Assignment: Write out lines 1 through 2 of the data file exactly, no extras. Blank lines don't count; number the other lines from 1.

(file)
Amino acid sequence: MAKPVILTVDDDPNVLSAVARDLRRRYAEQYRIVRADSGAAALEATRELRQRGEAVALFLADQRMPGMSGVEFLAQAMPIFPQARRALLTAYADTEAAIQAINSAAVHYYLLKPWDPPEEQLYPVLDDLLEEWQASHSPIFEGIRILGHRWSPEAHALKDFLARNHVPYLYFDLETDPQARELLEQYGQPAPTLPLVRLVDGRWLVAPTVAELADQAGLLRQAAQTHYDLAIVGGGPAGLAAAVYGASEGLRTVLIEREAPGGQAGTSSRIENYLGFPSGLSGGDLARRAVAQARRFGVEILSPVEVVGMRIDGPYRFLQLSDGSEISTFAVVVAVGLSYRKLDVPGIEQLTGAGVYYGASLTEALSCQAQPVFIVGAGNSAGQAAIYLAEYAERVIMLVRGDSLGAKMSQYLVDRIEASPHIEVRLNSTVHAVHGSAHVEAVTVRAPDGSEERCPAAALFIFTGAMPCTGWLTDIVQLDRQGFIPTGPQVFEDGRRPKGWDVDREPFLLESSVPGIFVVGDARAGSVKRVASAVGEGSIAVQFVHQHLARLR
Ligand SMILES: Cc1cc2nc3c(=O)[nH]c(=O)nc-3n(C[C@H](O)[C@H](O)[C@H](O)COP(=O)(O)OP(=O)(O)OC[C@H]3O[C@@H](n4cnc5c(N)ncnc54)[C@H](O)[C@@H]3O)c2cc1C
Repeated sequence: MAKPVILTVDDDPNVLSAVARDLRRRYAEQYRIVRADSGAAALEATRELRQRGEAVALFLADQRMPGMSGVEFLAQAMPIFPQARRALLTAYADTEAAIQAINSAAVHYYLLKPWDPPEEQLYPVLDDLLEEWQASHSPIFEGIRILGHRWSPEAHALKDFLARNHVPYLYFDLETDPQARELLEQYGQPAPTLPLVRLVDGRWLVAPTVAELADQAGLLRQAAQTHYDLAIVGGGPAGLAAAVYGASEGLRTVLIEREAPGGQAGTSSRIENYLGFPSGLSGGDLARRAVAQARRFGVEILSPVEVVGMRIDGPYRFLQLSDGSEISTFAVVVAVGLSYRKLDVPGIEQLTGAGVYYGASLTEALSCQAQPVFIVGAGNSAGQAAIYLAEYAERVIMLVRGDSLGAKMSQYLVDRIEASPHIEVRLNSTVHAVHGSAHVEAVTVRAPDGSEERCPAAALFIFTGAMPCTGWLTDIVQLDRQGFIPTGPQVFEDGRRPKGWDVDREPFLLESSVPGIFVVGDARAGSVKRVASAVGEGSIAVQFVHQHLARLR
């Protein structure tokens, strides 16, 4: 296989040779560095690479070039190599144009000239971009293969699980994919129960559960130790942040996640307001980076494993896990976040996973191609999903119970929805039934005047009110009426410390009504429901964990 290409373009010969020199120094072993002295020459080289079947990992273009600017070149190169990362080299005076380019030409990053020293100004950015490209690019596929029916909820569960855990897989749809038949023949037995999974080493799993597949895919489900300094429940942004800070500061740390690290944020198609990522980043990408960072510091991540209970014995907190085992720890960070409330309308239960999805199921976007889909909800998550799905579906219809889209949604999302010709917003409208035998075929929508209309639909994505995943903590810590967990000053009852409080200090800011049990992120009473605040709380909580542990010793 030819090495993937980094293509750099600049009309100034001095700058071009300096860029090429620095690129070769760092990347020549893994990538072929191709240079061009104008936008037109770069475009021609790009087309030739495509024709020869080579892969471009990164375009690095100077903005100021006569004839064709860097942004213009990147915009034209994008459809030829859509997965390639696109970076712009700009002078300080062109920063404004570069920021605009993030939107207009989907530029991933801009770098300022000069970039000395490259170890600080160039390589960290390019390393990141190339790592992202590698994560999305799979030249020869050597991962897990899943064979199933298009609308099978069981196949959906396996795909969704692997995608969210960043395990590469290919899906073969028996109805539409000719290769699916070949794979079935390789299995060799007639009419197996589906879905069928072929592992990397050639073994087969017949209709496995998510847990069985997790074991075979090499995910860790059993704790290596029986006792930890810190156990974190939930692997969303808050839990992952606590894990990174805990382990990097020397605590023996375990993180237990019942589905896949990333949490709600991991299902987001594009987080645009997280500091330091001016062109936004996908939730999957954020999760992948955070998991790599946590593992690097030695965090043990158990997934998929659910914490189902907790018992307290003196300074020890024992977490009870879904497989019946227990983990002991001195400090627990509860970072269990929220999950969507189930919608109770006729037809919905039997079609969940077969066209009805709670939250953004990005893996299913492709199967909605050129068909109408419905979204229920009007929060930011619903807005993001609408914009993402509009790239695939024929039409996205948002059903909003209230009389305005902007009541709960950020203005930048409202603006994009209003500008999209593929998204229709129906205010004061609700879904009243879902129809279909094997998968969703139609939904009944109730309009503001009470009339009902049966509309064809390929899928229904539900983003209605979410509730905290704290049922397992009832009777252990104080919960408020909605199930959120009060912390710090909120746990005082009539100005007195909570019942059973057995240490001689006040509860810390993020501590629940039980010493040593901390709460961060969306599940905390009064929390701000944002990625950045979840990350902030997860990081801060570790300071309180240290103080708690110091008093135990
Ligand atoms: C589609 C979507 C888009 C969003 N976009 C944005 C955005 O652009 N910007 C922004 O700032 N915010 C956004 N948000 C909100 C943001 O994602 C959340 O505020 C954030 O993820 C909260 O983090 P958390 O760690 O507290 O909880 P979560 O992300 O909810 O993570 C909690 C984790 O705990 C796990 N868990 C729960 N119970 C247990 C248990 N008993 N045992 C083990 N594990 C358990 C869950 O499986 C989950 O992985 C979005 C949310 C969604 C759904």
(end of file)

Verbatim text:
Amino acid sequence: MAKPVILTVDDDPNVLSAVARDLRRRYAEQYRIVRADSGAAALEATRELRQRGEAVALFLADQRMPGMSGVEFLAQAMPIFPQARRALLTAYADTEAAIQAINSAAVHYYLLKPWDPPEEQLYPVLDDLLEEWQASHSPIFEGIRILGHRWSPEAHALKDFLARNHVPYLYFDLETDPQARELLEQYGQPAPTLPLVRLVDGRWLVAPTVAELADQAGLLRQAAQTHYDLAIVGGGPAGLAAAVYGASEGLRTVLIEREAPGGQAGTSSRIENYLGFPSGLSGGDLARRAVAQARRFGVEILSPVEVVGMRIDGPYRFLQLSDGSEISTFAVVVAVGLSYRKLDVPGIEQLTGAGVYYGASLTEALSCQAQPVFIVGAGNSAGQAAIYLAEYAERVIMLVRGDSLGAKMSQYLVDRIEASPHIEVRLNSTVHAVHGSAHVEAVTVRAPDGSEERCPAAALFIFTGAMPCTGWLTDIVQLDRQGFIPTGPQVFEDGRRPKGWDVDREPFLLESSVPGIFVVGDARAGSVKRVASAVGEGSIAVQFVHQHLARLR
Ligand SMILES: Cc1cc2nc3c(=O)[nH]c(=O)nc-3n(C[C@H](O)[C@H](O)[C@H](O)COP(=O)(O)OP(=O)(O)OC[C@H]3O[C@@H](n4cnc5c(N)ncnc54)[C@H](O)[C@@H]3O)c2cc1C